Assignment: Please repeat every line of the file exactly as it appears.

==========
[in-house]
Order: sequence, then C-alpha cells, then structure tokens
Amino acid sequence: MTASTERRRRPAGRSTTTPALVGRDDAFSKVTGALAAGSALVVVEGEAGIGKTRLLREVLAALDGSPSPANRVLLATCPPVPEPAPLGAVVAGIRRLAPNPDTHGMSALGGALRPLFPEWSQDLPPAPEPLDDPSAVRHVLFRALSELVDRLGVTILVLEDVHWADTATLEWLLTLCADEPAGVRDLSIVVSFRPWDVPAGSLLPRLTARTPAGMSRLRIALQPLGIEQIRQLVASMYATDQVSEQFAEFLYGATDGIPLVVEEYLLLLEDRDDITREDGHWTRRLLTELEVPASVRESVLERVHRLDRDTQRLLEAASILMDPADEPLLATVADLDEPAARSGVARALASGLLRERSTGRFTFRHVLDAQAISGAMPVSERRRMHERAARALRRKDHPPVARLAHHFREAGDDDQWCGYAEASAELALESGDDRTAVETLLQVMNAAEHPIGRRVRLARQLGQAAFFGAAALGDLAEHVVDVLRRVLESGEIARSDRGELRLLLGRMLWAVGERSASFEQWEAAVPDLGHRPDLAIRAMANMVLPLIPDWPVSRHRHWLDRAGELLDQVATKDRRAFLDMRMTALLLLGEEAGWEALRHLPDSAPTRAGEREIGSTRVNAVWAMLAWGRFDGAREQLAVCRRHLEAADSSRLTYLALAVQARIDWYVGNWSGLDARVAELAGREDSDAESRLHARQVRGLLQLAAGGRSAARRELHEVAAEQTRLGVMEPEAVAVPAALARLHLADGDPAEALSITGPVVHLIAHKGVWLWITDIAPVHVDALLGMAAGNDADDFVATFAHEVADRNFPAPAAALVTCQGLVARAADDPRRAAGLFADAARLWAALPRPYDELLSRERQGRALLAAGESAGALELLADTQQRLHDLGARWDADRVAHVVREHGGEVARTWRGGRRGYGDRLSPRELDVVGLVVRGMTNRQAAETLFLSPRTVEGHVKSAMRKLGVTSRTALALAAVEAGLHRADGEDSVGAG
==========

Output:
[in-house]
Order: sequence, then C-alpha cells, then structure tokens
Amino acid sequence: MTASTERRRRPAGRSTTTPALVGRDDAFSKVTGALAAGSALVVVEGEAGIGKTRLLREVLAALDGSPSPANRVLLATCPPVPEPAPLGAVVAGIRRLAPNPDTHGMSALGGALRPLFPEWSQDLPPAPEPLDDPSAVRHVLFRALSELVDRLGVTILVLEDVHWADTATLEWLLTLCADEPAGVRDLSIVVSFRPWDVPAGSLLPRLTARTPAGMSRLRIALQPLGIEQIRQLVASMYATDQVSEQFAEFLYGATDGIPLVVEEYLLLLEDRDDITREDGHWTRRLLTELEVPASVRESVLERVHRLDRDTQRLLEAASILMDPADEPLLATVADLDEPAARSGVARALASGLLRERSTGRFTFRHVLDAQAISGAMPVSERRRMHERAARALRRKDHPPVARLAHHFREAGDDDQWCGYAEASAELALESGDDRTAVETLLQVMNAAEHPIGRRVRLARQLGQAAFFGAAALGDLAEHVVDVLRRVLESGEIARSDRGELRLLLGRMLWAVGERSASFEQWEAAVPDLGHRPDLAIRAMANMVLPLIPDWPVSRHRHWLDRAGELLDQVATKDRRAFLDMRMTALLLLGEEAGWEALRHLPDSAPTRAGEREIGSTRVNAVWAMLAWGRFDGAREQLAVCRRHLEAADSSRLTYLALAVQARIDWYVGNWSGLDARVAELAGREDSDAESRLHARQVRGLLQLAAGGRSAARRELHEVAAEQTRLGVMEPEAVAVPAALARLHLADGDPAEALSITGPVVHLIAHKGVWLWITDIAPVHVDALLGMAAGNDADDFVATFAHEVADRNFPAPAAALVTCQGLVARAADDPRRAAGLFADAARLWAALPRPYDELLSRERQGRALLAAGESAGALELLADTQQRLHDLGARWDADRVAHVVREHGGEVARTWRGGRRGYGDRLSPRELDVVGLVVRGMTNRQAAETLFLSPRTVEGHVKSAMRKLGVTSRTALALAAVEAGLHRADGEDSVGAG